I finished it this morning without a hitch and really glad I did, it feels awesome to finally have it done.

Top stitching:

In full glory:

Smoky from the Quality Control department was supervising me as I took the photos:

I like this bag a lot and I was thinking I will try to make one with a zipper top. Now I've never made a lined bag with a zipper top so that should be interesting. But, I got an email from Craftsy today that they still have their Spring sale going on and  I found a free mini class about zippers and I quickly signed up. I'll watch the lessons before my attempt...Oh, have I mentioned it was my second finish in the 2nd Quarter Finish Along? Oh yeah, baby! And it's only April 8th!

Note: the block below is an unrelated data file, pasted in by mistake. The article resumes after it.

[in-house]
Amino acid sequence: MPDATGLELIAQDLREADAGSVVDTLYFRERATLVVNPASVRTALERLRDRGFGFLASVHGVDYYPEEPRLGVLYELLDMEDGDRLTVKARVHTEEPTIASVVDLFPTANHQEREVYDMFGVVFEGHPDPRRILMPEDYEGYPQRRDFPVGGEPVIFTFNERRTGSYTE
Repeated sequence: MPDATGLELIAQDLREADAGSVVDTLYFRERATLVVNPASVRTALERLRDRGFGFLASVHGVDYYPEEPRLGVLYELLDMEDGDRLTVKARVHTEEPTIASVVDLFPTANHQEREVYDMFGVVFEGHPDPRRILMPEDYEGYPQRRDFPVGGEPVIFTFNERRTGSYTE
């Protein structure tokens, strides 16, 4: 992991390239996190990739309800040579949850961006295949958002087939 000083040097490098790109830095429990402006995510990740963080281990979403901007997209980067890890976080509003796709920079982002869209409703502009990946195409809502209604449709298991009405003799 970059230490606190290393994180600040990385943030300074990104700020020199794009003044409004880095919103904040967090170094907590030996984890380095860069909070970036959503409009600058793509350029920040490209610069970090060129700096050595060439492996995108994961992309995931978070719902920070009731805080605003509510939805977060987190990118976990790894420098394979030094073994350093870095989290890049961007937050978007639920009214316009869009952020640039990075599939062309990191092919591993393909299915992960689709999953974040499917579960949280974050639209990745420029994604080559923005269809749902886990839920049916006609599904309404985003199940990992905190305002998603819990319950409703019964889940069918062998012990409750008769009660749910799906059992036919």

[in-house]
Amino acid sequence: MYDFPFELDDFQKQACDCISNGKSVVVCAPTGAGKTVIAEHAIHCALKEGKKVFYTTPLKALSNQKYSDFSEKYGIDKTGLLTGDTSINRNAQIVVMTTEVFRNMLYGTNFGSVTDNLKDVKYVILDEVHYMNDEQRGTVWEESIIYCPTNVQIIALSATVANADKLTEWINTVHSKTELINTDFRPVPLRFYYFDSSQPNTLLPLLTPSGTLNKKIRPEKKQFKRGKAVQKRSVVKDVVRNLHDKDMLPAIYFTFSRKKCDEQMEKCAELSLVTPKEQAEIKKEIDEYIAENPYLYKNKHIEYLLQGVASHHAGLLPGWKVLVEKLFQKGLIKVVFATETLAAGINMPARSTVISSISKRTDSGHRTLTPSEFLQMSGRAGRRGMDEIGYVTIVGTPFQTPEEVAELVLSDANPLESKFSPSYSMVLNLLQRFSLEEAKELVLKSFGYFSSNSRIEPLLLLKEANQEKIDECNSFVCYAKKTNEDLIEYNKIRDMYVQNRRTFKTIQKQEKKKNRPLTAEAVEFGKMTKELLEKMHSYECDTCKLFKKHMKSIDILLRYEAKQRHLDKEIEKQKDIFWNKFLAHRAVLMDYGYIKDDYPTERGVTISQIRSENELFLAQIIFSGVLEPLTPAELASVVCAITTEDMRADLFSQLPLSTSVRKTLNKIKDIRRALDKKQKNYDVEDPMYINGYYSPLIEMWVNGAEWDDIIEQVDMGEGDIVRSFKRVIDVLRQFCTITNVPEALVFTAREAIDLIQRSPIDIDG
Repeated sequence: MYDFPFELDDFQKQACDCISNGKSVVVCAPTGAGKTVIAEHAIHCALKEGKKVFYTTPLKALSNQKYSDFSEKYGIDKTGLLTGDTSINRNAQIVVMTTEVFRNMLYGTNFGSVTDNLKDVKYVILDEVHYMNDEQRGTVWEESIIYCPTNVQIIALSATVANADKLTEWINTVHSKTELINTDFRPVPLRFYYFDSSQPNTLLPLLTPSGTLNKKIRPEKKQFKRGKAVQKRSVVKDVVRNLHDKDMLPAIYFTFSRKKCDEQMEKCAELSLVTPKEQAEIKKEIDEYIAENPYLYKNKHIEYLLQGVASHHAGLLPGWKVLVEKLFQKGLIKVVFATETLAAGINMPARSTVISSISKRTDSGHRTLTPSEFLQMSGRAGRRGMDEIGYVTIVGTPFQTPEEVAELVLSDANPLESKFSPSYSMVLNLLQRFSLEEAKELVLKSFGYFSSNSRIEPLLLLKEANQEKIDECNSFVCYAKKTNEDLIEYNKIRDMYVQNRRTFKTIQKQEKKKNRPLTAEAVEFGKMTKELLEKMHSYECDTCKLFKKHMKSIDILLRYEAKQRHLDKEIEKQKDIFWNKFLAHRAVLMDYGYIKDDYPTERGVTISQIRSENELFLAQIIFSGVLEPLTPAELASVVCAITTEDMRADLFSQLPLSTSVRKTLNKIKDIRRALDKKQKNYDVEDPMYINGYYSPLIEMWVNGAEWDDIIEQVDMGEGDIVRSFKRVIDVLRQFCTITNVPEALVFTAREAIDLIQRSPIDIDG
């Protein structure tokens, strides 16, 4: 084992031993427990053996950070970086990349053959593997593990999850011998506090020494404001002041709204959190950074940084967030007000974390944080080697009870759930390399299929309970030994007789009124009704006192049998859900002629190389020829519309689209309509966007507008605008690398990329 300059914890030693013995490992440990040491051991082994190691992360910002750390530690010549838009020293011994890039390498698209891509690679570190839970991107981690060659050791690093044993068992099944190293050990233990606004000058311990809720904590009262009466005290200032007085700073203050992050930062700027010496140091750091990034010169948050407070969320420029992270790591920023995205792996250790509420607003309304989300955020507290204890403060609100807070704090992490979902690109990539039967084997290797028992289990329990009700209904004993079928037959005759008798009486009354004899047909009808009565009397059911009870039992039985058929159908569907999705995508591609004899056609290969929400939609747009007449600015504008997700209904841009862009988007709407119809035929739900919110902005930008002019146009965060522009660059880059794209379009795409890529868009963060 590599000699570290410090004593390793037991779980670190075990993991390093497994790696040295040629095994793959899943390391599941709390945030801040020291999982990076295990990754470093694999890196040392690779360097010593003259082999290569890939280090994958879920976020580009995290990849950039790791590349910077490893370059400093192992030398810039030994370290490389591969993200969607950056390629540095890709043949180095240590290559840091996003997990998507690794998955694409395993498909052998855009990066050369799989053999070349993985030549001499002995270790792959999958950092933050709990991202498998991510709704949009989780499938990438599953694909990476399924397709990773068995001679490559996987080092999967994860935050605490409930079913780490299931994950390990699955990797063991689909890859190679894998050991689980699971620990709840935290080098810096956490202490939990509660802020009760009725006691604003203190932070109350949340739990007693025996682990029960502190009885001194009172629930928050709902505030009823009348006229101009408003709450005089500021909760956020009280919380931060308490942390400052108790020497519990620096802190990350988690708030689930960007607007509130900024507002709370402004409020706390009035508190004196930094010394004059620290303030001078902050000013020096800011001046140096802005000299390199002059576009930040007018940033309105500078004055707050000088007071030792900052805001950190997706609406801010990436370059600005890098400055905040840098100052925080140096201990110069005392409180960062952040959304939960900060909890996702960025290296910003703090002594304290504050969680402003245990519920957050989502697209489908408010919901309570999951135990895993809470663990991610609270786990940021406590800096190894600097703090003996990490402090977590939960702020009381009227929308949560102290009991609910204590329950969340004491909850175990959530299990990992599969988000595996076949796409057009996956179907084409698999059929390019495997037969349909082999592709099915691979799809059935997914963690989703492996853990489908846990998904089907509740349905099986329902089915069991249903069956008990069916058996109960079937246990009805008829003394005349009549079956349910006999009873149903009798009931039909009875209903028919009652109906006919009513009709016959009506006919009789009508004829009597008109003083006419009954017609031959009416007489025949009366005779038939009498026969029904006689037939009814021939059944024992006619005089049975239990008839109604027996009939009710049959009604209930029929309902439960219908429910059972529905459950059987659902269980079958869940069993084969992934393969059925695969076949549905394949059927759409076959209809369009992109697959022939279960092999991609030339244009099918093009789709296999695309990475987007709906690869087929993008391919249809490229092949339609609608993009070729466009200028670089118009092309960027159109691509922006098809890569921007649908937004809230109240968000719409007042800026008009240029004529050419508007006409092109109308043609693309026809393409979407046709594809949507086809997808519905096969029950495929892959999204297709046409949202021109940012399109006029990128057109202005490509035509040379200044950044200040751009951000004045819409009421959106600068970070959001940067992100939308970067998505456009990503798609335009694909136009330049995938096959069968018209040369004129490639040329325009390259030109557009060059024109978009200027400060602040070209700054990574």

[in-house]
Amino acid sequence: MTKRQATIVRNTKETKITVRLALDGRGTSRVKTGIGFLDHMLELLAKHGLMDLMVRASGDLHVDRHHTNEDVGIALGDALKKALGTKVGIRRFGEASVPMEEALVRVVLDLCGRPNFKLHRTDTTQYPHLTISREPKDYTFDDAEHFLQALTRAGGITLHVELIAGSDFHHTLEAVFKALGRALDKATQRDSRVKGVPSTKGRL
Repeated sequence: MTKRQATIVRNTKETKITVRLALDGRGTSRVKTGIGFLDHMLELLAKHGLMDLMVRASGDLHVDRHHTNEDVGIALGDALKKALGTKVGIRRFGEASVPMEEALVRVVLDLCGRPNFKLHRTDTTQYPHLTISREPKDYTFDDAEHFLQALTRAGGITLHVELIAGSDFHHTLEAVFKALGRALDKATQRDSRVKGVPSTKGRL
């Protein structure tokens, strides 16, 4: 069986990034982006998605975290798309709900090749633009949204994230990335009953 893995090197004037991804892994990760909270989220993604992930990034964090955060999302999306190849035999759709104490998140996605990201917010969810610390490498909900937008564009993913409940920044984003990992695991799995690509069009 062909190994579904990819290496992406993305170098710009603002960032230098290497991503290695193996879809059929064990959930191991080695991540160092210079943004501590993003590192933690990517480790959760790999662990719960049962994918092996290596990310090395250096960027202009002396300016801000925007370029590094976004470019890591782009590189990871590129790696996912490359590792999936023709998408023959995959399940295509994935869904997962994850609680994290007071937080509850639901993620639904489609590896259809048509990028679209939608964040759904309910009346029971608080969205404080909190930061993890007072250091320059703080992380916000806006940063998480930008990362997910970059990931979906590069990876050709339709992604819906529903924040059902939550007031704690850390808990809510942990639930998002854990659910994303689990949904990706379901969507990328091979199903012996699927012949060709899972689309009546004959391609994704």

she can quilt

Linking up to the Craftastic Monday linky party at Sew Can Do

'Til we blog again!

Friday, April 5, 2013

Second Quarter FAL 2013 goals

she can quilt

As the first quarter finish along is wrapping up I have to post my second quarter goals.

First and foremost is my second blue&white baby quilt which I named N Blu at the almost finished stage. I've been working on the quilting, but pulled a muscle in my forearm and had to take a break for a few days. Otherwise it would've been finished by the end of March. Too bad :( But on a higher note this will be my fastest first finish in a quarter for sure :)

I keep working on the monkey quilt, top is done, back is half pieced.

After that's done I need to keep marching down on Easy Street. When I laid it out at my friend's  house on the floor I realized that it's simply humongous. I deserve it. And will definitely deserve to feel relieved when it'll be done. Can't wait! It's in a more advanced stage than the picture shows, but I'm at home now and don't have a big enough floor space to spread it out and take a photo. Bummer... the missing blocks are  obvious :)